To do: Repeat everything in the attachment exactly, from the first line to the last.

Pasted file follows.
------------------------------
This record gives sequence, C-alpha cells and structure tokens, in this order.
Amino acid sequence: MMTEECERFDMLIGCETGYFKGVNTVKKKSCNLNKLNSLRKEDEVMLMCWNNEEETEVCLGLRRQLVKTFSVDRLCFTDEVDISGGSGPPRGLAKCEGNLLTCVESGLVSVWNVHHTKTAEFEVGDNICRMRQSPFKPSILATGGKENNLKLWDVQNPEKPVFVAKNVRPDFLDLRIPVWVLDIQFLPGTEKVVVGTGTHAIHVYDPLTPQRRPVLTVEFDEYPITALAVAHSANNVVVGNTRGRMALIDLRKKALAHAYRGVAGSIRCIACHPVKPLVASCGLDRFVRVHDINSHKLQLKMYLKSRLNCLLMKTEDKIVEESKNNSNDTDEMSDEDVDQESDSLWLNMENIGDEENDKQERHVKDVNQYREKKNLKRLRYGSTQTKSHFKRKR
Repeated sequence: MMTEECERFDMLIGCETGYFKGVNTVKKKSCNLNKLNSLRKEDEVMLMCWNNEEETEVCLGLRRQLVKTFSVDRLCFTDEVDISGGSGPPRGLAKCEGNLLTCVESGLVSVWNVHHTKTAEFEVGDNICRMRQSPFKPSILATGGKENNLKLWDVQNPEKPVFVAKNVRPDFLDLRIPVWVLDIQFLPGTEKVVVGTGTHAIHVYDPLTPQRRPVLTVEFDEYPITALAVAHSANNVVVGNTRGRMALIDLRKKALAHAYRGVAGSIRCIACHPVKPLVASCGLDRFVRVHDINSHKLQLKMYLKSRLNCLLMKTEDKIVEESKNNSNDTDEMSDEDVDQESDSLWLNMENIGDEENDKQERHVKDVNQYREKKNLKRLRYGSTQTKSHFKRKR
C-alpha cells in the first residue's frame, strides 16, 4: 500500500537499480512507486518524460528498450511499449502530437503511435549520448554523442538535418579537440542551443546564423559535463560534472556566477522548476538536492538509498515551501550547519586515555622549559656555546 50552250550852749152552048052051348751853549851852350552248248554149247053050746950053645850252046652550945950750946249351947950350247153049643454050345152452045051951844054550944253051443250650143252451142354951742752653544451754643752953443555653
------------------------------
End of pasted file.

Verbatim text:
This record gives sequence, C-alpha cells and structure tokens, in this order.
Amino acid sequence: MMTEECERFDMLIGCETGYFKGVNTVKKKSCNLNKLNSLRKEDEVMLMCWNNEEETEVCLGLRRQLVKTFSVDRLCFTDEVDISGGSGPPRGLAKCEGNLLTCVESGLVSVWNVHHTKTAEFEVGDNICRMRQSPFKPSILATGGKENNLKLWDVQNPEKPVFVAKNVRPDFLDLRIPVWVLDIQFLPGTEKVVVGTGTHAIHVYDPLTPQRRPVLTVEFDEYPITALAVAHSANNVVVGNTRGRMALIDLRKKALAHAYRGVAGSIRCIACHPVKPLVASCGLDRFVRVHDINSHKLQLKMYLKSRLNCLLMKTEDKIVEESKNNSNDTDEMSDEDVDQESDSLWLNMENIGDEENDKQERHVKDVNQYREKKNLKRLRYGSTQTKSHFKRKR
Repeated sequence: MMTEECERFDMLIGCETGYFKGVNTVKKKSCNLNKLNSLRKEDEVMLMCWNNEEETEVCLGLRRQLVKTFSVDRLCFTDEVDISGGSGPPRGLAKCEGNLLTCVESGLVSVWNVHHTKTAEFEVGDNICRMRQSPFKPSILATGGKENNLKLWDVQNPEKPVFVAKNVRPDFLDLRIPVWVLDIQFLPGTEKVVVGTGTHAIHVYDPLTPQRRPVLTVEFDEYPITALAVAHSANNVVVGNTRGRMALIDLRKKALAHAYRGVAGSIRCIACHPVKPLVASCGLDRFVRVHDINSHKLQLKMYLKSRLNCLLMKTEDKIVEESKNNSNDTDEMSDEDVDQESDSLWLNMENIGDEENDKQERHVKDVNQYREKKNLKRLRYGSTQTKSHFKRKR
C-alpha cells in the first residue's frame, strides 16, 4: 500500500537499480512507486518524460528498450511499449502530437503511435549520448554523442538535418579537440542551443546564423559535463560534472556566477522548476538536492538509498515551501550547519586515555622549559656555546 50552250550852749152552048052051348751853549851852350552248248554149247053050746950053645850252046652550945950750946249351947950350247153049643454050345152452045051951844054550944253051443250650143252451142354951742752653544451754643752953443555653